The craft brewery market in Oceania is growing in a very rapid pace. The market is literally exploding, with consumers looking for premium products. They are very much tired of legacy products, and always exploring new flavours, new recipes and new beer styles. Australia and New Zealand are very much in the middle of that trend where people are trying new things and new brands. All beer producers are extremely busy coping with this market. In some areas such as the US it’s a more mature market. There are literally hundreds of brands on the shelf and consumers are having trouble picking one. But in markets such as Australia, New Zealand, and also Scandinavia, France, Italy and India where the market is growing very fast, in some cases with double digit growth, it’s indeed a market with a lot of opportunities, and an opportunity for every technology that helps the brewer to deliver premium products to the market.
- What are the pros and cons of centrifuge technology versus traditional earth filters?
First of all, I will say that they are completely different technologies. Centrifugal separation works with mechanical separation. You remove particles by weight. You can easily remove heavier particles with centrifugal force. Lighter particles are more difficult to separate. Filtration means that you separate particles by size. That means that when you have a very large particle that is lighter than the liquid phase, then you really need the filter because otherwise that particle will be impossible to separate with mechanical separation. That said the two technologies complement each other very well. In brewery application you run the separator and then the filter afterwards.
Why do you need both technologies at hand? I would say that depends on the expected shelf life of the product. If you expect the product to be shipped overseas or it needs to have a long shelf life in the supermarket, you might want to filter that beer, otherwise chill haze might be an issue.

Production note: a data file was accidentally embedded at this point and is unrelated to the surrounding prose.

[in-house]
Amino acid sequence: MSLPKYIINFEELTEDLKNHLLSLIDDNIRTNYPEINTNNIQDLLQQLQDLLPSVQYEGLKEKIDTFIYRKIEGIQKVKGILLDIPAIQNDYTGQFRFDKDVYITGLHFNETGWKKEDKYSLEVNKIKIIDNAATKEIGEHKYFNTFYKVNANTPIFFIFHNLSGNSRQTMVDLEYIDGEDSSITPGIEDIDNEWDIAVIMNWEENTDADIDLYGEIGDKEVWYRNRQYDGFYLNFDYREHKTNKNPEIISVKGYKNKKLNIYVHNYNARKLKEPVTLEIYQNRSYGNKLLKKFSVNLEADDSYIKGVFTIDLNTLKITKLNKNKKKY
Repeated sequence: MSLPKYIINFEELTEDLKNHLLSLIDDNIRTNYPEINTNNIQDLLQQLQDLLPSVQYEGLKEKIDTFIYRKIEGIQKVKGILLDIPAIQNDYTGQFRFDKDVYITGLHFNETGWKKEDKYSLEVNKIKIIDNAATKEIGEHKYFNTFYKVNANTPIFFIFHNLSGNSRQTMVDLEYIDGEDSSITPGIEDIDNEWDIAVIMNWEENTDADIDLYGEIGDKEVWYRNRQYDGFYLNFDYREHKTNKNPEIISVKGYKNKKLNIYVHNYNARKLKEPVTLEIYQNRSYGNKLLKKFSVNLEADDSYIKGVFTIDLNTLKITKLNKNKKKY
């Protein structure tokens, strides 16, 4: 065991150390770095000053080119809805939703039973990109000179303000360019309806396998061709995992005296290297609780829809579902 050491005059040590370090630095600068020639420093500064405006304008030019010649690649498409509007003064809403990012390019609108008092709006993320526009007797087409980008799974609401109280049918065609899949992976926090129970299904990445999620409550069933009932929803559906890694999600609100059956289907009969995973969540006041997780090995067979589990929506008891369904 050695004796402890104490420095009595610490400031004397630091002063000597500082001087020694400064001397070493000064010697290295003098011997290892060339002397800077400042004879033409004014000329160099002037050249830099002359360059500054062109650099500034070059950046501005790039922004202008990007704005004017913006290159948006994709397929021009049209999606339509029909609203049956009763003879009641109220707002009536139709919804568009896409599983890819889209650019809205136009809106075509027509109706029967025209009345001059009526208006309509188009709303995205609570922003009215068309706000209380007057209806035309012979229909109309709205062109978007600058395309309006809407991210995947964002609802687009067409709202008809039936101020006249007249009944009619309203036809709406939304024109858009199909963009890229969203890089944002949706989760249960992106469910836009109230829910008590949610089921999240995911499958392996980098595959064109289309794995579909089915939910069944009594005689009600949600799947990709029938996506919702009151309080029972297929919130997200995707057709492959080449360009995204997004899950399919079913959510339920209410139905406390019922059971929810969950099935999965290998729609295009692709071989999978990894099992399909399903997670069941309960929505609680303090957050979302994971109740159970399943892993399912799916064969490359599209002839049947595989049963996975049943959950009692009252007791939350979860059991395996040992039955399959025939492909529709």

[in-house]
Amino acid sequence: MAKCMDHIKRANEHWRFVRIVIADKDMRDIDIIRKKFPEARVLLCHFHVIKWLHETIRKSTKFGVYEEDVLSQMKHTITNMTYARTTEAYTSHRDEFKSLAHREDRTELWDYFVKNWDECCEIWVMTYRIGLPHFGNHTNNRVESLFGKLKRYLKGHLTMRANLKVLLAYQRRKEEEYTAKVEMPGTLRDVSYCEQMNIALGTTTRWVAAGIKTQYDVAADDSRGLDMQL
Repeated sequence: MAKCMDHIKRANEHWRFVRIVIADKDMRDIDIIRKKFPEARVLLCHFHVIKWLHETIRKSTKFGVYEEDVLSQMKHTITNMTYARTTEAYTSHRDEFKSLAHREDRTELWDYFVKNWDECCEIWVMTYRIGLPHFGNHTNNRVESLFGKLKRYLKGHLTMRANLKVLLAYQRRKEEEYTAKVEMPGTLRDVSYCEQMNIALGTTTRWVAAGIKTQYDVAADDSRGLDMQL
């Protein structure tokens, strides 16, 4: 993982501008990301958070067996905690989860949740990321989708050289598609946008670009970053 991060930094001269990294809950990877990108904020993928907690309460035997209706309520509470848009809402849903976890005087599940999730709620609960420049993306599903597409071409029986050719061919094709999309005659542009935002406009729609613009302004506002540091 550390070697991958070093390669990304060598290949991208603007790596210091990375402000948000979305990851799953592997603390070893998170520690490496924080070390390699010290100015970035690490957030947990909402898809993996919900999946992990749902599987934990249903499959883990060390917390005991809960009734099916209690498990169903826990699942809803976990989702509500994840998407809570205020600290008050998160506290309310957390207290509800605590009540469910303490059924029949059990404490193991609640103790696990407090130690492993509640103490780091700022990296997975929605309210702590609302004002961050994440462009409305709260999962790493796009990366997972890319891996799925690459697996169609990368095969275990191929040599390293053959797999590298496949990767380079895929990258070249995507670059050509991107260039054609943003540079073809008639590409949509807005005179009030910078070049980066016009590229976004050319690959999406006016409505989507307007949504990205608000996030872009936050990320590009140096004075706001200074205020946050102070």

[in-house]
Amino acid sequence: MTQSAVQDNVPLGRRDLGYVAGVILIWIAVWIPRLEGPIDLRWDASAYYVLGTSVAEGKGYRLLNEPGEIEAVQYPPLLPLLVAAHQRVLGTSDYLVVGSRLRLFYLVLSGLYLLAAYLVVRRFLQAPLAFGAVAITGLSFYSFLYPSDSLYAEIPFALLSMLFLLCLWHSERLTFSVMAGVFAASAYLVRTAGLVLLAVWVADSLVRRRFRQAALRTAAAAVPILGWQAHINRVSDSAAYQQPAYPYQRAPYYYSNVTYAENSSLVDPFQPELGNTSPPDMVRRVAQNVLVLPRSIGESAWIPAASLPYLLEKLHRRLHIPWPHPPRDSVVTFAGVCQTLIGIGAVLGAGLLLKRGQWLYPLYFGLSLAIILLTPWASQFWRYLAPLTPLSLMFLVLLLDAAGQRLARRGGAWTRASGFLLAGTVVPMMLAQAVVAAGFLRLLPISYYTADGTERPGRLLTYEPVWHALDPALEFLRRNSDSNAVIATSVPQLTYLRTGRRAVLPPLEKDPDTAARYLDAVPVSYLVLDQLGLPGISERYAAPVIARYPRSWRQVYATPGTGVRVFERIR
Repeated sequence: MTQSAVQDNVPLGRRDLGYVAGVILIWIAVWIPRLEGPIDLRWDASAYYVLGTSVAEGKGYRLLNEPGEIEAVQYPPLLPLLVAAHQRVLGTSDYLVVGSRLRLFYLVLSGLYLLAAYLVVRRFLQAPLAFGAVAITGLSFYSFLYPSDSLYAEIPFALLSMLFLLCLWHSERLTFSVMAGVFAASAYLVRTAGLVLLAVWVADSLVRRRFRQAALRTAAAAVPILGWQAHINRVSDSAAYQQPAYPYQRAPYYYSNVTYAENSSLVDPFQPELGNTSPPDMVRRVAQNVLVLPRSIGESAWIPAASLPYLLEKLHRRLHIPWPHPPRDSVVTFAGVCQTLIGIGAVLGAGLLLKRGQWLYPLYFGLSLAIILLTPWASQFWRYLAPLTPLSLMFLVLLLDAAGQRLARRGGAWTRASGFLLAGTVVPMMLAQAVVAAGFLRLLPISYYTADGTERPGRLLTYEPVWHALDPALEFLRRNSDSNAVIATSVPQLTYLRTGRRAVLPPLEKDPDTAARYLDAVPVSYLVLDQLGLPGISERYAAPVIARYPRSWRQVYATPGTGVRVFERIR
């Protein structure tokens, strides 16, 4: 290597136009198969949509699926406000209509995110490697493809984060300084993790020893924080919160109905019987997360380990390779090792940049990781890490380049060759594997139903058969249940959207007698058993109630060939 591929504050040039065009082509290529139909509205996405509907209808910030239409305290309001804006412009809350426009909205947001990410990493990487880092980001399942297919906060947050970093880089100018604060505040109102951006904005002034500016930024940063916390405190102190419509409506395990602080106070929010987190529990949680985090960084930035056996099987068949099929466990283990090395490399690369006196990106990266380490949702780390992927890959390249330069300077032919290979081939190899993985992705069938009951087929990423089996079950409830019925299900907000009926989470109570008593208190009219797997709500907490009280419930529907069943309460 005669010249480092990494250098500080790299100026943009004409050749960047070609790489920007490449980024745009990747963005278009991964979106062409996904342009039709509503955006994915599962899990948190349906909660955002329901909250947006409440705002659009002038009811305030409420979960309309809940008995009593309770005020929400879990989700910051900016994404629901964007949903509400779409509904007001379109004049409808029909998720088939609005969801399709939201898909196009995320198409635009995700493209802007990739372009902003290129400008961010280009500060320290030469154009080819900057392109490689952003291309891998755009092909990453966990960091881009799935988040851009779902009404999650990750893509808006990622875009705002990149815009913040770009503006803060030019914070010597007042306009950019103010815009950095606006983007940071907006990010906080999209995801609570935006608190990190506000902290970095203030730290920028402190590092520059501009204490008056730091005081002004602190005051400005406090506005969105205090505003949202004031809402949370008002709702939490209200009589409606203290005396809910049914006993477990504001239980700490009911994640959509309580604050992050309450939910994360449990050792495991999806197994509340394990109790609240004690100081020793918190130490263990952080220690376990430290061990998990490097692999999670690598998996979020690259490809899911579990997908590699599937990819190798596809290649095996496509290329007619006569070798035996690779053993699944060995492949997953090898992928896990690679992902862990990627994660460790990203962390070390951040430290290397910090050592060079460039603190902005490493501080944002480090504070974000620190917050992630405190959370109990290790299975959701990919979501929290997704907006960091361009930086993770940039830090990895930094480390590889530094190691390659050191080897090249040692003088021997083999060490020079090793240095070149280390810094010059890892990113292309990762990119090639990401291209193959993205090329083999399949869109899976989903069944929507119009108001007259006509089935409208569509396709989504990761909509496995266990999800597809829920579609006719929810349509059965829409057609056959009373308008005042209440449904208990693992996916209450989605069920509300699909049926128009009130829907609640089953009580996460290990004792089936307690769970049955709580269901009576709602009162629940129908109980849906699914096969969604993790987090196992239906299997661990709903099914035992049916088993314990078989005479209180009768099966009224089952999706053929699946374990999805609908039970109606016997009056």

If you want to produce unfiltered beers, and your inventory is rotating fast, then centrifugation alone is a very good option because beer will preserve aromas and volatiles. But if you want a bullet proof solution, for wider distribution, the best solution is to work with the two technologies combined. A separator is a great tool but is not a “magic box”.
Meet the expert
About Fernando Jimenez
Global Business Manager, Brewery & Beverages, Alfa Laval
As Global Business Manager for Breweries, Fernando focuses on centrifuge applications within the fast-growing craft brewery industry. He also works with major global brewery customers on improving their performance and optimising their processes. A mechanical engineer by trade, he joined Alfa Laval in 1997 and was involved in the development of Alfa Laval’s patented and innovative bottom fed, Fully Hermetic Separators. He also held roles as product engineer, startup/test engineer, and positions in global sales and global technology. Fernando is currently based in the United States, and will attend the IBD Asia Pacific Convention to share his knowledge and insight with craft brewers in the region.